New therapies for the prevention and treatment of exacerbations of bronchiectasis

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Purpose of review

Exacerbations of bronchiectasis have a major impact on quality of life, healthcare costs, and long-term risk of complications. Preventing exacerbations is one of the major goals of treatment. Bronchiectasis is increasingly recognized and the impact of bronchiectasis exacerbations on daily clinical practice is also increasing.

Recent findings

Preventing bronchiectasis exacerbations are dependent on appropriate risk assessment, identifying the patients at highest risk to rationally target preventive therapies. Inhaled and oral antibiotic treatments can target chronic bacterial infection which is one of the major risk factors for exacerbation. Although the data is weak, airway clearance is an important part of long-term management including in patients with frequent exacerbations. Anti-inflammatory therapies such as inhaled corticosteroids do not currently have a major role outside comorbid chronic obstructive pulmonary disease and asthma, but further studies are required.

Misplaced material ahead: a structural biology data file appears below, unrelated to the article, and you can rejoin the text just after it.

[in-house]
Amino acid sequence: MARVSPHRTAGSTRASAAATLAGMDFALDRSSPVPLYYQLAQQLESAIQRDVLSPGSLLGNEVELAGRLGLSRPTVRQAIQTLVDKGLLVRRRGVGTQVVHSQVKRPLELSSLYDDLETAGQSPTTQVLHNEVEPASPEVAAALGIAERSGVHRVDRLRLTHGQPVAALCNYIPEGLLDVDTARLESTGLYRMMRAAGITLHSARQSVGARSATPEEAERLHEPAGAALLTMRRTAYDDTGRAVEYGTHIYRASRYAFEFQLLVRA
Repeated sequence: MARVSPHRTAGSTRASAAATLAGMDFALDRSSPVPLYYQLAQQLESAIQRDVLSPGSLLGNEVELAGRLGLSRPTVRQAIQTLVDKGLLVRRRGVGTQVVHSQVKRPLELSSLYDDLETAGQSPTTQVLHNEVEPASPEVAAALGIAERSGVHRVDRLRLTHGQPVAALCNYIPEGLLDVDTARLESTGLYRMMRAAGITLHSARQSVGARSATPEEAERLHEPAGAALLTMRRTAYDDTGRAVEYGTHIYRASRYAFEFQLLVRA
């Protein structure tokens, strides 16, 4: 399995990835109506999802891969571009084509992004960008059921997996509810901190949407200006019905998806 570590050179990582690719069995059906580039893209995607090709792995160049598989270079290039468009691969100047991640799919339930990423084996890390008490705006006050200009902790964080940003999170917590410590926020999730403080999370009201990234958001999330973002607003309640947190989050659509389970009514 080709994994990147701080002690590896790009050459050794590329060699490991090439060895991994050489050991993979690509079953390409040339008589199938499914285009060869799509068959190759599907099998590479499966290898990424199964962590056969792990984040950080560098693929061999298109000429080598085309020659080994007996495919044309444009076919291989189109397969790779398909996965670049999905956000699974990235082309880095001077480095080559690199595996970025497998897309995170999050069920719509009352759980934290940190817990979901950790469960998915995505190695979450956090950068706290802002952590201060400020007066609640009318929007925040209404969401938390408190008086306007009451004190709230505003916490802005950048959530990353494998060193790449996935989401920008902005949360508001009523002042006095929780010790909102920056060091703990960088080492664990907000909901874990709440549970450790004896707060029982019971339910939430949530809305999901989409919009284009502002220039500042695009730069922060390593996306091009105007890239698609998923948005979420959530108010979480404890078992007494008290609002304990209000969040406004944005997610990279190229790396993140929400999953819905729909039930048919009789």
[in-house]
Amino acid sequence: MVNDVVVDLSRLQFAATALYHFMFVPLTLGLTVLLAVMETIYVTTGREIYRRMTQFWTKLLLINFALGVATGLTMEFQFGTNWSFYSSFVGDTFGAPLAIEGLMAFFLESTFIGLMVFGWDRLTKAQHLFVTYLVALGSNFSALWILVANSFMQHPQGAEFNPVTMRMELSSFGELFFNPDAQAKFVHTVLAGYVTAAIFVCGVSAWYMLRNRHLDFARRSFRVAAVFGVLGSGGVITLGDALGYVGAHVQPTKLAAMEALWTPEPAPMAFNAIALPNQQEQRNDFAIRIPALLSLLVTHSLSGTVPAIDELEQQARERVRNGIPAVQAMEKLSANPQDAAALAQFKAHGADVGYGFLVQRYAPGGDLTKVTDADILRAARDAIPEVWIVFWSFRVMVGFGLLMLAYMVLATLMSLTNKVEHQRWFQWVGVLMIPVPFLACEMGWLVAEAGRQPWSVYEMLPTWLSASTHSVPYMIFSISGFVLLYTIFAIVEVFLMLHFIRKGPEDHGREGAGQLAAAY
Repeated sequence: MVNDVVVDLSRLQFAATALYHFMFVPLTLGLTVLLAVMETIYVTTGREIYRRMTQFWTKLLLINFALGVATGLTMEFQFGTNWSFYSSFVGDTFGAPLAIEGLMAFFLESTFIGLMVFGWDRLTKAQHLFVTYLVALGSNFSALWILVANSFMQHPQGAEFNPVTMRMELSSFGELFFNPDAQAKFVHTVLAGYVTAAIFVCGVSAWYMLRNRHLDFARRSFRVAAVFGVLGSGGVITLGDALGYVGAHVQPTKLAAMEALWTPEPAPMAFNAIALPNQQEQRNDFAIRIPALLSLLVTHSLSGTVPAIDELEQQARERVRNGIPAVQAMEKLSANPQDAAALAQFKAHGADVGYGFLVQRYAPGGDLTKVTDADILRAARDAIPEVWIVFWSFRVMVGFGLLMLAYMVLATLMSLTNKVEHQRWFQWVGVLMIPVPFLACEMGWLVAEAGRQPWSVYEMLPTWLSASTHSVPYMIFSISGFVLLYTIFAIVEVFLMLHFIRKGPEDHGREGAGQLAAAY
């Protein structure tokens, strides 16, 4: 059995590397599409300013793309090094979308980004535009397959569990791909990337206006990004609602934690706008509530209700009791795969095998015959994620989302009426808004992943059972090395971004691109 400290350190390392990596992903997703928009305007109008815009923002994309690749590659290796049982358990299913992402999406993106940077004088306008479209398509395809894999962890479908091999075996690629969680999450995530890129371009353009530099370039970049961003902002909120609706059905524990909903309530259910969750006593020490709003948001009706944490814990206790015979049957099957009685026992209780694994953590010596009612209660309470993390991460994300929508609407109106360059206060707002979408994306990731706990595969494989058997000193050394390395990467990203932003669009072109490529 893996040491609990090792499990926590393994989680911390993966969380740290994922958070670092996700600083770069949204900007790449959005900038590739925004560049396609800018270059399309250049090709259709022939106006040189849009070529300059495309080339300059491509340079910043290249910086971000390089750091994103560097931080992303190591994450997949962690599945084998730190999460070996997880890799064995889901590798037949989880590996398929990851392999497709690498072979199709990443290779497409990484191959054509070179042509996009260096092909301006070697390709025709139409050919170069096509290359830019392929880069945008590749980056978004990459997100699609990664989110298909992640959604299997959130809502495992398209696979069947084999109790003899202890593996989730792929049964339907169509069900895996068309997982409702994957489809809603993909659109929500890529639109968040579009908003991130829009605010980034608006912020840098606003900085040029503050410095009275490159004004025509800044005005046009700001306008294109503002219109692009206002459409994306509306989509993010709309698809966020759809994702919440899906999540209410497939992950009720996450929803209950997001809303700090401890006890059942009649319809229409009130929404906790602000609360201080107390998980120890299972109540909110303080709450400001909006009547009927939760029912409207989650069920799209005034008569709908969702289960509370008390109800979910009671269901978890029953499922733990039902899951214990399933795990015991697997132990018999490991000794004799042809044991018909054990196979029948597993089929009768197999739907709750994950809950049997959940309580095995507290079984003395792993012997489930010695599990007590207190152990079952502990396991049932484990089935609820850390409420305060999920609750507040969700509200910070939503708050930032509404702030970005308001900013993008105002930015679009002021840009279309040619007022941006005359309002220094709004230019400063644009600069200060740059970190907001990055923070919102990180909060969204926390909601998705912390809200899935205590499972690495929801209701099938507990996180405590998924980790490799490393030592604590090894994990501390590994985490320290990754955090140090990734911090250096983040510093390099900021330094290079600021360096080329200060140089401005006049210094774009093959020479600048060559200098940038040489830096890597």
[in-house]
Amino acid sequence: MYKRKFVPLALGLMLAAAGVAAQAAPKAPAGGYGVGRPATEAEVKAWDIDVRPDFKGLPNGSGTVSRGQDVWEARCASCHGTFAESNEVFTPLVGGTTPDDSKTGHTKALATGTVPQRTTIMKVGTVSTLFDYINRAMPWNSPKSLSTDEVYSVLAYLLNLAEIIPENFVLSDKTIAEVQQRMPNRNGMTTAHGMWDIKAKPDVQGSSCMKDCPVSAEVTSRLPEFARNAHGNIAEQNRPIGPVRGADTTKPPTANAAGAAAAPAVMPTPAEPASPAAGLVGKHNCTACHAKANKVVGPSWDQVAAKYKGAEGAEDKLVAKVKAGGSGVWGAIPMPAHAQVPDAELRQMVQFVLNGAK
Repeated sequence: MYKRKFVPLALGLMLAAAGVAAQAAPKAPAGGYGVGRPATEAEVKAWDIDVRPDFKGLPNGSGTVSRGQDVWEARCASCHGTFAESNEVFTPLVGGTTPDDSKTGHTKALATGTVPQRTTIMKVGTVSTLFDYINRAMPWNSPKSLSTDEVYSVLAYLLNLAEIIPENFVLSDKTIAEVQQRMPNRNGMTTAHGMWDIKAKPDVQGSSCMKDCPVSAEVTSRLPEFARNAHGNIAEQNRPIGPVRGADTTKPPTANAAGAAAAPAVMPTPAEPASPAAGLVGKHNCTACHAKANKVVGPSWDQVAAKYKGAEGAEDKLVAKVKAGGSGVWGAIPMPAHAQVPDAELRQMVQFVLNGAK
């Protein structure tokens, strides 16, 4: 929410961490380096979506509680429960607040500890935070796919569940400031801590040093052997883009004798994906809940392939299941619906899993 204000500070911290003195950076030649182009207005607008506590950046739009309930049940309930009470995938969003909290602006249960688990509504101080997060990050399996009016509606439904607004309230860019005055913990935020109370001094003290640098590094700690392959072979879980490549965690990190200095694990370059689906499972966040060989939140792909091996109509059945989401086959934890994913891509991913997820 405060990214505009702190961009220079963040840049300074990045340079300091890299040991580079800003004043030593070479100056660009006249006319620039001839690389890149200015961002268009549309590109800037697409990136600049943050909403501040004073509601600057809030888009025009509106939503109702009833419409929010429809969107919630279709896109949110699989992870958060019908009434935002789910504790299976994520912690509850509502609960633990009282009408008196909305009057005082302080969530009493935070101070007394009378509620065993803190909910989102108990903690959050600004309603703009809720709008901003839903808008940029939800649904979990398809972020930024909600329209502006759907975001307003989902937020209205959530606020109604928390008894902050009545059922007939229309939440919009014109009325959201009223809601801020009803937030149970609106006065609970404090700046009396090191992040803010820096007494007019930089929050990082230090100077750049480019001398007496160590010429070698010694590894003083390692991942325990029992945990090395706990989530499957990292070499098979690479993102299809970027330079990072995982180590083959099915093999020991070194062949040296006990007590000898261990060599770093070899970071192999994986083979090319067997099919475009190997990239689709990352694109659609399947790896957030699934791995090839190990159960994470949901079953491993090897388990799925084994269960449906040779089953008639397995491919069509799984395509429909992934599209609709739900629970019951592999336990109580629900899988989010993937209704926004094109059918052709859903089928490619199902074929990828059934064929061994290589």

Treatment of acute exacerbations involves prompt administration of antibiotic therapy with usually 14 days of oral, or for severe exacerbations, intravenous antibiotics. The role of corticosteroids is not established and there is little data on the optimal management approach for acute exacerbations. Home intravenous therapy can reduce healthcare costs and improve patient satisfaction with care. A number of large randomized controlled trials are currently enrolling or have recently completed raising the possibility that the treatment paradigm may change in the near future.

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